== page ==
sh was the first track anywhere in the world to employ Recticel foam barriers to cushion an impact. This is also an appropriate place to pay tribute to the marshalling contingent - hillclimbing, and indeed motorsport as a whole, would be nothing without the men in orange. You can't really appreciate the extraordinary atmosphere of a speed hillclimb without seeing one 'in the metal', which I strongly urge you to do. Tickets are generally about £10, which includes access to the paddock (don't, on any account, miss that!) and parking (inside the grounds, so you can get to and from your car without hassle). It's often worthwhile having a stroll around the car park field at lunchtime, as you may well find some very interesting vehicles. Wear strong shoes that you don't mind getting muddy - by the nature of the sport, you'll spend a fair amount of time trudging up some very steep hills! And *DO NOT* take a dog under any circumstances. They are forbidden at all motorsport venues, and if you leave one in the car the officials *will* notice, and *will* get (justifiably) angry, even to the extent of calling the RSPCA to break into your car (I have been at an event where this happened). I've listed a couple of relevant websites to whet your appetites. Believe me, there isn't any other form of motorsport quite like it, and once you've been bitten by the bug it'll never let go. http://www.shelsley-walsh.co.uk - Where it all began. http://www.prescott-hillclimb.com - Prescott's official page. http://www.top12runoff.co.uk - Toby Moody provides a superb results and reports service, including a fine action gallery of the Class L single seaters.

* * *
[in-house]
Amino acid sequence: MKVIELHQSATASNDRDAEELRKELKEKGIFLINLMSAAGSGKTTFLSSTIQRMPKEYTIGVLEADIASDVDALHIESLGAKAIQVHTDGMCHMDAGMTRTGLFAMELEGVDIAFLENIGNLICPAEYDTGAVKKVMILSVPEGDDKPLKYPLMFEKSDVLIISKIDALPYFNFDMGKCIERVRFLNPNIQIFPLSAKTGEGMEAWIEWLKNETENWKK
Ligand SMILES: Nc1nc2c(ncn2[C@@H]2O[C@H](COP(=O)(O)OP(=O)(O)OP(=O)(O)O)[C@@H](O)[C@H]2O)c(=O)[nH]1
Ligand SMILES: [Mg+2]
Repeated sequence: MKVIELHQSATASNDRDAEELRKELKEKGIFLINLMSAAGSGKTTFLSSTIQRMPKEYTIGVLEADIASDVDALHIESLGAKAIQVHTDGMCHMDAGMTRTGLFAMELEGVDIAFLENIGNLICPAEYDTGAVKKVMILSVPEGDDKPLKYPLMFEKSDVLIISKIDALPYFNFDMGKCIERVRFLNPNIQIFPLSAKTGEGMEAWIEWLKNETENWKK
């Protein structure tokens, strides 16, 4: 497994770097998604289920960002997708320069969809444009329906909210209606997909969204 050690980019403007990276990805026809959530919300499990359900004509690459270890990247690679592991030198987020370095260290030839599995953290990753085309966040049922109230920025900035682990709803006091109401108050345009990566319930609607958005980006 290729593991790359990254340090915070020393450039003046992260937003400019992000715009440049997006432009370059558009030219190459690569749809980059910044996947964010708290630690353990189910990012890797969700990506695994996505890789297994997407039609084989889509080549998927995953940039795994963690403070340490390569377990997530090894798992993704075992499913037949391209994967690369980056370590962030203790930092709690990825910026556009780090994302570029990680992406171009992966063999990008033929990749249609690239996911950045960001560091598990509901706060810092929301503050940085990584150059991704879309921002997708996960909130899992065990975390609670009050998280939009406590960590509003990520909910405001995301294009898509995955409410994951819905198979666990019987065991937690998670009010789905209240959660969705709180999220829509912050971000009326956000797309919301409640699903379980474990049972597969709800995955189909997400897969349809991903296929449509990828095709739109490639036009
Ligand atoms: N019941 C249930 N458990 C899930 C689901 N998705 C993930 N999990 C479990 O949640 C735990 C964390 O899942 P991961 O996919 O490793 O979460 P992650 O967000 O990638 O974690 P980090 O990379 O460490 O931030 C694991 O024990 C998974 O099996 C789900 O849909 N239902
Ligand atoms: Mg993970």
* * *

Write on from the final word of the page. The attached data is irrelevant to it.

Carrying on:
I like to think of myself as a cultured person. I enjoy classical music. I've seen both Baryshnikov and Nureyev perform. I enjoy a glass of good, mellow wine. So, when I moved south from Chicago to North Carolina, I felt it totally appropriate to look down my nose at people who suggested that I watch a NASCAR race on the television. What enjoyment would anyone get from watching a car go round and round? What skill is there in that? Does anyone REALLY believe that it's a "sport"? Being an accommodating person, I watched a race anyhow. Afterward, my thoughts were along the lines of what enjoyment would anyone get from watching a car go round and round? What skill is there in that? Well, you get the idea. However, one fateful day, a friend of mine dragged me to a race track, Charlotte Motor Speedway, to be exact, so I could see the race in person. We sat in bleacher seats, the sun beating down on us, surrounded by boisterous fans eating lunch, drinking beer and enjoying the afternoon. Just about everyone, with the exception of yours truly, had on t-shirts, hats or other such advertisements, for their favorite drivers, Jeff Gordon, Dale Jarrett, Dale Earnhardt, Bobby Labonte, etc. It was as enjoyable as being at a baseball game, but to this point, I still couldn't understand the attraction. Then came the famous words, "Gentlemen, start your engines." In an instant the rumble of pure power poured over the stands. It was matched by boundless enthusiasm as the crowd rose as one and cheered the cars circling the track. I was hooked. I don't know much about Formula 1 racing, or any type of open-wheel racing, for that matter. I'm still relatively new to NASCAR and stock car racing, but the power, adreneline and excitement of being at a live race have made me a fan. There are 43 cars in Winston Cup racing. They qualify to obtain the best starting spot on the track a